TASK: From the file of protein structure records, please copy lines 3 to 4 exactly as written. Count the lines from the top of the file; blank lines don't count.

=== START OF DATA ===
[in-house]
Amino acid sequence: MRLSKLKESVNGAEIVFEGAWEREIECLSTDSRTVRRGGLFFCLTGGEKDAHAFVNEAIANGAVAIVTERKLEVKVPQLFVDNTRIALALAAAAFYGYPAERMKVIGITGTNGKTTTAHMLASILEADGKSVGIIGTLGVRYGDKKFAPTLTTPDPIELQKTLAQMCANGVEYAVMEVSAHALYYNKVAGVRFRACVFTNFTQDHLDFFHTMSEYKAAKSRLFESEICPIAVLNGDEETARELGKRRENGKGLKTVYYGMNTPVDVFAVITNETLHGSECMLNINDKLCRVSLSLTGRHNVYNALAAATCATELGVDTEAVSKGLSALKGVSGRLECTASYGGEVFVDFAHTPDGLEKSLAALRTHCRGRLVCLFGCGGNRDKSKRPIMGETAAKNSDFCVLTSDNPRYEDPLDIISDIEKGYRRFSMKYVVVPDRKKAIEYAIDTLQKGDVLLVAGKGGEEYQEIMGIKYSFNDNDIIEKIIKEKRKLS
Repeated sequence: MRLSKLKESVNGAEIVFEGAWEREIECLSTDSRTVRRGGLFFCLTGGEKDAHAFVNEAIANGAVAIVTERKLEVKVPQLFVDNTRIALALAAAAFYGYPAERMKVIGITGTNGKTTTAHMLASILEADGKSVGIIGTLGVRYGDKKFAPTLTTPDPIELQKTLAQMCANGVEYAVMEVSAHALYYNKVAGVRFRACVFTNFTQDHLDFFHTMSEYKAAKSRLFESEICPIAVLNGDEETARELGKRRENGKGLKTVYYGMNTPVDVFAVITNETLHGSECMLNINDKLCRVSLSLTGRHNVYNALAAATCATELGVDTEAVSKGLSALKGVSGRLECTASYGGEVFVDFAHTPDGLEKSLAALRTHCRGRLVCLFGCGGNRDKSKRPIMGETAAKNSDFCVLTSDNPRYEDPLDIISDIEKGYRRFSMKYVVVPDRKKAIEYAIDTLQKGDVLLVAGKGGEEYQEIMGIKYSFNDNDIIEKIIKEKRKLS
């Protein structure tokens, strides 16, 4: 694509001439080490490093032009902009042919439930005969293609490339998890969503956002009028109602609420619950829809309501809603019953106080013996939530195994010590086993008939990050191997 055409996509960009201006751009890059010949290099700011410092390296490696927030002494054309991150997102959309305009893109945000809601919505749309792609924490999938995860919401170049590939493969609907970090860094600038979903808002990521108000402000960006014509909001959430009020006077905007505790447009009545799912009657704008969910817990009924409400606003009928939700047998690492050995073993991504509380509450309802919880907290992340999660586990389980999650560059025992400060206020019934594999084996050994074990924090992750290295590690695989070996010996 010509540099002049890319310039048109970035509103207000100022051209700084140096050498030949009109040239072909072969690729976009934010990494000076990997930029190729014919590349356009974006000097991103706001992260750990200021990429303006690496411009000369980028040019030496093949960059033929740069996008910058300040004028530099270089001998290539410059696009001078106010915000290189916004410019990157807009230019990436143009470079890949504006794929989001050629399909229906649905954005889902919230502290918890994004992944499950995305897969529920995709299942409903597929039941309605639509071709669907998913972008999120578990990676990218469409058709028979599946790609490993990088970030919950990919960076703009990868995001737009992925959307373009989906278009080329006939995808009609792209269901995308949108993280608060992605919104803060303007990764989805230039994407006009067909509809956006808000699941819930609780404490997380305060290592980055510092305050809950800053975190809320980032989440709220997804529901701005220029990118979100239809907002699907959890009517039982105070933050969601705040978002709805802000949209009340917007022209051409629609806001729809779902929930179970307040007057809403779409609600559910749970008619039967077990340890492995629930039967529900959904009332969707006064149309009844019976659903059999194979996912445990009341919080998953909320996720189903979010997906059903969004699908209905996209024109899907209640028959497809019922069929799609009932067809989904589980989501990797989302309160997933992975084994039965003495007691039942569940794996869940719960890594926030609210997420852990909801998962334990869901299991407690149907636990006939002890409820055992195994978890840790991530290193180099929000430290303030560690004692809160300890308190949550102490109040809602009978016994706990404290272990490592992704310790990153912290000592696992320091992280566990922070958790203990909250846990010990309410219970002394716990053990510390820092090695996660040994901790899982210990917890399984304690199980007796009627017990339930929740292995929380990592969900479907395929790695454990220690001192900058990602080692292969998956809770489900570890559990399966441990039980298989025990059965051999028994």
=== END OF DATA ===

Repeated sequence: MRLSKLKESVNGAEIVFEGAWEREIECLSTDSRTVRRGGLFFCLTGGEKDAHAFVNEAIANGAVAIVTERKLEVKVPQLFVDNTRIALALAAAAFYGYPAERMKVIGITGTNGKTTTAHMLASILEADGKSVGIIGTLGVRYGDKKFAPTLTTPDPIELQKTLAQMCANGVEYAVMEVSAHALYYNKVAGVRFRACVFTNFTQDHLDFFHTMSEYKAAKSRLFESEICPIAVLNGDEETARELGKRRENGKGLKTVYYGMNTPVDVFAVITNETLHGSECMLNINDKLCRVSLSLTGRHNVYNALAAATCATELGVDTEAVSKGLSALKGVSGRLECTASYGGEVFVDFAHTPDGLEKSLAALRTHCRGRLVCLFGCGGNRDKSKRPIMGETAAKNSDFCVLTSDNPRYEDPLDIISDIEKGYRRFSMKYVVVPDRKKAIEYAIDTLQKGDVLLVAGKGGEEYQEIMGIKYSFNDNDIIEKIIKEKRKLS
């Protein structure tokens, strides 16, 4: 694509001439080490490093032009902009042919439930005969293609490339998890969503956002009028109602609420619950829809309501809603019953106080013996939530195994010590086993008939990050191997 055409996509960009201006751009890059010949290099700011410092390296490696927030002494054309991150997102959309305009893109945000809601919505749309792609924490999938995860919401170049590939493969609907970090860094600038979903808002990521108000402000960006014509909001959430009020006077905007505790447009009545799912009657704008969910817990009924409400606003009928939700047998690492050995073993991504509380509450309802919880907290992340999660586990389980999650560059025992400060206020019934594999084996050994074990924090992750290295590690695989070996010996 010509540099002049890319310039048109970035509103207000100022051209700084140096050498030949009109040239072909072969690729976009934010990494000076990997930029190729014919590349356009974006000097991103706001992260750990200021990429303006690496411009000369980028040019030496093949960059033929740069996008910058300040004028530099270089001998290539410059696009001078106010915000290189916004410019990157807009230019990436143009470079890949504006794929989001050629399909229906649905954005889902919230502290918890994004992944499950995305897969529920995709299942409903597929039941309605639509071709669907998913972008999120578990990676990218469409058709028979599946790609490993990088970030919950990919960076703009990868995001737009992925959307373009989906278009080329006939995808009609792209269901995308949108993280608060992605919104803060303007990764989805230039994407006009067909509809956006808000699941819930609780404490997380305060290592980055510092305050809950800053975190809320980032989440709220997804529901701005220029990118979100239809907002699907959890009517039982105070933050969601705040978002709805802000949209009340917007022209051409629609806001729809779902929930179970307040007057809403779409609600559910749970008619039967077990340890492995629930039967529900959904009332969707006064149309009844019976659903059999194979996912445990009341919080998953909320996720189903979010997906059903969004699908209905996209024109899907209640028959497809019922069929799609009932067809989904589980989501990797989302309160997933992975084994039965003495007691039942569940794996869940719960890594926030609210997420852990909801998962334990869901299991407690149907636990006939002890409820055992195994978890840790991530290193180099929000430290303030560690004692809160300890308190949550102490109040809602009978016994706990404290272990490592992704310790990153912290000592696992320091992280566990922070958790203990909250846990010990309410219970002394716990053990510390820092090695996660040994901790899982210990917890399984304690199980007796009627017990339930929740292995929380990592969900479907395929790695454990220690001192900058990602080692292969998956809770489900570890559990399966441990039980298989025990059965051999028994």